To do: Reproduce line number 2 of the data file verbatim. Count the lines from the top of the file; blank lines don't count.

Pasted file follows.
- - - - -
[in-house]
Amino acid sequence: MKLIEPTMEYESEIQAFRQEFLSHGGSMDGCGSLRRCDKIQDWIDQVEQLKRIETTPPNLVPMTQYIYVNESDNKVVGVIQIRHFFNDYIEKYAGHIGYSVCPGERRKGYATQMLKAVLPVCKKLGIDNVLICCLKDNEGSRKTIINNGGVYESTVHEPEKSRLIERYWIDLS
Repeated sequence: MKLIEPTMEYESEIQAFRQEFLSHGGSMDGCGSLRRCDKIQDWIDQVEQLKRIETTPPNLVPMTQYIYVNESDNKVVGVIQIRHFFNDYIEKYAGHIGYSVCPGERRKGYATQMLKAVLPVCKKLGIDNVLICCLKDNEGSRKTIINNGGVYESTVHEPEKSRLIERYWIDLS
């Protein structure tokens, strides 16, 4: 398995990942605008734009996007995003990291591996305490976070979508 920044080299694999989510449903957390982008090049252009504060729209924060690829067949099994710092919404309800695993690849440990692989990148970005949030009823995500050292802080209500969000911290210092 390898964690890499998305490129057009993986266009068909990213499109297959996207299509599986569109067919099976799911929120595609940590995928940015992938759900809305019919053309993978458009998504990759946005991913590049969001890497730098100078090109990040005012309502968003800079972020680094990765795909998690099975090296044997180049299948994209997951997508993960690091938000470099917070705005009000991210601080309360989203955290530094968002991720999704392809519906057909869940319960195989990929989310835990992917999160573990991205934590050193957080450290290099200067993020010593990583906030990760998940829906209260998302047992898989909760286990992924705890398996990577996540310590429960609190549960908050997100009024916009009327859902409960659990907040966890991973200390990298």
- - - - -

Amino acid sequence: MKLIEPTMEYESEIQAFRQEFLSHGGSMDGCGSLRRCDKIQDWIDQVEQLKRIETTPPNLVPMTQYIYVNESDNKVVGVIQIRHFFNDYIEKYAGHIGYSVCPGERRKGYATQMLKAVLPVCKKLGIDNVLICCLKDNEGSRKTIINNGGVYESTVHEPEKSRLIERYWIDLS